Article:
The raisins are really good in tomato sauce. Trust me, it's great. They plump up if you cook them for a while (like if you get busy and it's like an hour) but don't be scared of them, pretend they're olives and just eat because they really add to the sauce. Tomato sauce is great because as long as it's on low, you can cook it for a while and the flavor just gets better and intensifies. Make sure to refrigerate unused portions.
I didn't use ricotta cheese in this recipe, but really like it and like using it in a baked pasta dish. I haven't ever tried any kind of soy or non-dairy ricotta, but I imagine it's not as good as the real thing. I also like fresh mozzarella, the kind in the liquid. I don't eat dairy because I'm lactose intolerant, and bad things happen when I have dairy. But I like it and every now and then have a little. It's hard to not eat it sometimes, I can't always tell when a cake or scone has been made with butter milk, or large quantities of other dairy products. Milk chocolate is another hard one to avoid. I really try to read chocolate labels, and I really enjoy one of those deep dark over 60% cacao chocolate bars.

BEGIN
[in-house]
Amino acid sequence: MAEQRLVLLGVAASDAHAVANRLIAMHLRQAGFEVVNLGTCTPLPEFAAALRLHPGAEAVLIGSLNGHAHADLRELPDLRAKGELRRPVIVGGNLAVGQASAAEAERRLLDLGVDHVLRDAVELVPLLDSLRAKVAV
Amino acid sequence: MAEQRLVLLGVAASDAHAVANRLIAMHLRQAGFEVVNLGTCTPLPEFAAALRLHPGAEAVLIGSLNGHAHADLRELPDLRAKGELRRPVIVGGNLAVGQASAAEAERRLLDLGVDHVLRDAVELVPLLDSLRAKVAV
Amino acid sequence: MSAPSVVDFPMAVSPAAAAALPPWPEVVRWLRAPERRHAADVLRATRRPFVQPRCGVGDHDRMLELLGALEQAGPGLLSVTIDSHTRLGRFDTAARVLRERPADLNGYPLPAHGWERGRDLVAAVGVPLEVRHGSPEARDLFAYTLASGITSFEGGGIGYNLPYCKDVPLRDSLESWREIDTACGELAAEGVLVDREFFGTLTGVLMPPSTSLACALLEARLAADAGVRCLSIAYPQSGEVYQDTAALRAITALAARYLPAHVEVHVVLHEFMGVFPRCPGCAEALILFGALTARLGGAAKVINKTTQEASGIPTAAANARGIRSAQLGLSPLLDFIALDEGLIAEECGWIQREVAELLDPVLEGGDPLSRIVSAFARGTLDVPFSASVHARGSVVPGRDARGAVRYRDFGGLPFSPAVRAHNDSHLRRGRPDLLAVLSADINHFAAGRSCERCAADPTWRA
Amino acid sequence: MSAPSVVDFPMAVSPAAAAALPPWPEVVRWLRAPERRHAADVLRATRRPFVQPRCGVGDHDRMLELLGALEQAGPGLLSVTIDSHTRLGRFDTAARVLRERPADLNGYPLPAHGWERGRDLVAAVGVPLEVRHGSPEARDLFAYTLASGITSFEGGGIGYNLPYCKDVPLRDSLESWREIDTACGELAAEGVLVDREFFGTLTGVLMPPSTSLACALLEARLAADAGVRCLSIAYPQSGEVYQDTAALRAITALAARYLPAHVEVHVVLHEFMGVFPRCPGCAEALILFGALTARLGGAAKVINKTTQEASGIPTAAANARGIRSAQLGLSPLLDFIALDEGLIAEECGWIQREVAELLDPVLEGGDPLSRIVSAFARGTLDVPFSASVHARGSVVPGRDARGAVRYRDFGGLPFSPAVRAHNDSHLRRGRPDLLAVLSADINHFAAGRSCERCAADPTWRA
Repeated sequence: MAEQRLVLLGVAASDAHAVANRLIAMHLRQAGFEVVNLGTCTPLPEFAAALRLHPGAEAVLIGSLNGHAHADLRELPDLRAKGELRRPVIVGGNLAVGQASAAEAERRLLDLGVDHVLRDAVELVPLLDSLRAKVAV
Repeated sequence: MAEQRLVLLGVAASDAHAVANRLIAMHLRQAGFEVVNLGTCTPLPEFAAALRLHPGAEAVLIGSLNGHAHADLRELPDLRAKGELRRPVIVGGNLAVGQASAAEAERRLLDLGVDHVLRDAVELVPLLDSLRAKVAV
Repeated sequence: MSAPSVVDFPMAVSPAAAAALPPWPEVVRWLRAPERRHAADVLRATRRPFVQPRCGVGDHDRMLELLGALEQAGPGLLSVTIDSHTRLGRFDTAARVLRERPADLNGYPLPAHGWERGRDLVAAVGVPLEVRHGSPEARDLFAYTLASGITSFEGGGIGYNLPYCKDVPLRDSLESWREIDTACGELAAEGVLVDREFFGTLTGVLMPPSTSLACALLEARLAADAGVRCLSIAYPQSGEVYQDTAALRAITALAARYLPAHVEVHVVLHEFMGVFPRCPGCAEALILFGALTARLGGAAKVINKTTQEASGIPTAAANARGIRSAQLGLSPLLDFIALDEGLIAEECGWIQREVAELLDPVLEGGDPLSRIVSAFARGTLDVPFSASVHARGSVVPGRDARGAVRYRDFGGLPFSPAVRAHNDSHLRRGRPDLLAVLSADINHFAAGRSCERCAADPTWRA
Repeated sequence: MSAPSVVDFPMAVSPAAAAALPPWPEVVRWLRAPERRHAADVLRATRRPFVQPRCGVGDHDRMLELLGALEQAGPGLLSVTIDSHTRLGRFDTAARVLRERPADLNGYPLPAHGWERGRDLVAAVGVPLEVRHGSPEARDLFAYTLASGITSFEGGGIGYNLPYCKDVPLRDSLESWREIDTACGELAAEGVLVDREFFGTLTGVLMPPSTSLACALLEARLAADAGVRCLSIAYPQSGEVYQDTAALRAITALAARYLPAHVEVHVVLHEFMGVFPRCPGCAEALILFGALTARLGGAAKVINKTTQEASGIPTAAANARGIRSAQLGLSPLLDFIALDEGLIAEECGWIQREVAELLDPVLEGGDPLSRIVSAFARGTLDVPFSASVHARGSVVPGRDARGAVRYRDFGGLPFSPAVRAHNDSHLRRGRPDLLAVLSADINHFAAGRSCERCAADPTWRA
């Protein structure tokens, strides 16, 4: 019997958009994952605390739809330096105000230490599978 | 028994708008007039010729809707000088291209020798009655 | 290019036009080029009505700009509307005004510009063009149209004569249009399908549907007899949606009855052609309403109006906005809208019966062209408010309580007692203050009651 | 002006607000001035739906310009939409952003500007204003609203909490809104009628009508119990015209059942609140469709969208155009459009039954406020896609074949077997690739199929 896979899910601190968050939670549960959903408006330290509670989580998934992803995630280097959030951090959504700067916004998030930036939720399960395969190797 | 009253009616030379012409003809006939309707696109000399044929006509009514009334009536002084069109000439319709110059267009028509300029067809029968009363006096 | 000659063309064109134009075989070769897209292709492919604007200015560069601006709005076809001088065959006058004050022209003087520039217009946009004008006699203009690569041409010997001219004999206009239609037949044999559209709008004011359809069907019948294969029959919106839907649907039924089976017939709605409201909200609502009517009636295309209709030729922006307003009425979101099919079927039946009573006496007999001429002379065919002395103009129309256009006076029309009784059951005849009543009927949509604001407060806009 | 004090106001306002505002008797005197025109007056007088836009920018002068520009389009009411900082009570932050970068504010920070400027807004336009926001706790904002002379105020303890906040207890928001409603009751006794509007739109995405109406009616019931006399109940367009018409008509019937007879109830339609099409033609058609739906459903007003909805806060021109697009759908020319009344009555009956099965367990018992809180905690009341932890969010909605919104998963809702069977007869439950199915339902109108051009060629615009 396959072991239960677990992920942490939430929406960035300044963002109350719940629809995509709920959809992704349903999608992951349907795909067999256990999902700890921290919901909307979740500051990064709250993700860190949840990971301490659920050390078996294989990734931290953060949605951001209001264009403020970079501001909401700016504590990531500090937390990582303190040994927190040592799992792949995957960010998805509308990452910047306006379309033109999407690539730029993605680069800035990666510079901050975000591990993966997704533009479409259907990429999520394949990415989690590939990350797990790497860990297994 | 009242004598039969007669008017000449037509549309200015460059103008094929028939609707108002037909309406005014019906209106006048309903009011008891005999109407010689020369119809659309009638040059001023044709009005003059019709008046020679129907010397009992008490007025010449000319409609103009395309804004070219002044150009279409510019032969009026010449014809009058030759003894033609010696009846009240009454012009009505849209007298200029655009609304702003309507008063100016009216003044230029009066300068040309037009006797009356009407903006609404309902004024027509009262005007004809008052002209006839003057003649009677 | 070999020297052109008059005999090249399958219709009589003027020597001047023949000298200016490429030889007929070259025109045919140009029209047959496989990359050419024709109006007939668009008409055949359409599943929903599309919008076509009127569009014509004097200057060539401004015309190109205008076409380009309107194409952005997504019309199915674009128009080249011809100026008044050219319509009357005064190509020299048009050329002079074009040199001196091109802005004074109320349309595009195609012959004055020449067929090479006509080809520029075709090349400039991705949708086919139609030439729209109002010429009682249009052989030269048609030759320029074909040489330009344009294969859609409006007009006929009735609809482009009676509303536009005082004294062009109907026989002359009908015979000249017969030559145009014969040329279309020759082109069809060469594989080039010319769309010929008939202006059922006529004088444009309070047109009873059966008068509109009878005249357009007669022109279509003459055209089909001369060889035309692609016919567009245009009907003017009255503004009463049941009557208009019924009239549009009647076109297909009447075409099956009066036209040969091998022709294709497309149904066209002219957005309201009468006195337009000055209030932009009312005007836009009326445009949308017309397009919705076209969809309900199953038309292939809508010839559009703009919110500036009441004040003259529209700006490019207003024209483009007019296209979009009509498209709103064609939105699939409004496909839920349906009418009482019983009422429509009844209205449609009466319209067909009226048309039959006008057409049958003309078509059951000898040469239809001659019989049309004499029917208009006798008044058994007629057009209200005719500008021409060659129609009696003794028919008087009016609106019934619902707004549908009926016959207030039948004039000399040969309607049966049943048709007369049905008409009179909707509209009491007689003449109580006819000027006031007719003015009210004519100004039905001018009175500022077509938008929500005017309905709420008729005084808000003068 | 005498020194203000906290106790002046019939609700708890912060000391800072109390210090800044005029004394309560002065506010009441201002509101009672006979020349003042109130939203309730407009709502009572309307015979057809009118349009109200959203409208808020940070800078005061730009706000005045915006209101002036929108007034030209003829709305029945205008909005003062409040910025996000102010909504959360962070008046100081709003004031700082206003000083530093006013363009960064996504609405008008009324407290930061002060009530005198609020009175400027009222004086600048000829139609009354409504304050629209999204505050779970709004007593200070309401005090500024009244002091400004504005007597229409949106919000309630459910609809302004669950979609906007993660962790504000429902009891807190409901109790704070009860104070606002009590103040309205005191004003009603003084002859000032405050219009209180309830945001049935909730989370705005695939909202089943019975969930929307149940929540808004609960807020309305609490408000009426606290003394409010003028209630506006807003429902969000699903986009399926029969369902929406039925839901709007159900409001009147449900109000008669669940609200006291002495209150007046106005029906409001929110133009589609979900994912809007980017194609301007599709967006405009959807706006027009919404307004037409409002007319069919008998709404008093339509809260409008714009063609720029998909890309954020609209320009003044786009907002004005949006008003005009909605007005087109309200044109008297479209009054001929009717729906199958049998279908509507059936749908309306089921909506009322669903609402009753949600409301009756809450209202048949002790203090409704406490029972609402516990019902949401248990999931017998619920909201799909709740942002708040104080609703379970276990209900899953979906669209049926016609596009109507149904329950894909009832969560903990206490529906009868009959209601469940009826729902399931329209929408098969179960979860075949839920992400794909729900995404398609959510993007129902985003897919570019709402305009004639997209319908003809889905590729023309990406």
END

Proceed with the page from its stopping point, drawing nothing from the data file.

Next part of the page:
Tuesday, September 20, 2005
Last Thursday Marcus escaped (he's not allowed out yet) and I suspected that he went to go harass the chickens. There were chickens in our old neighborhood, but I never saw them. I heard them clucking alarmedly sometimes, and often wondered if Jim or Marcus (or both) were aggravating the chickens. I wonder how eggs would taste from a chicken that's in a constant state of annoyance or anxiety?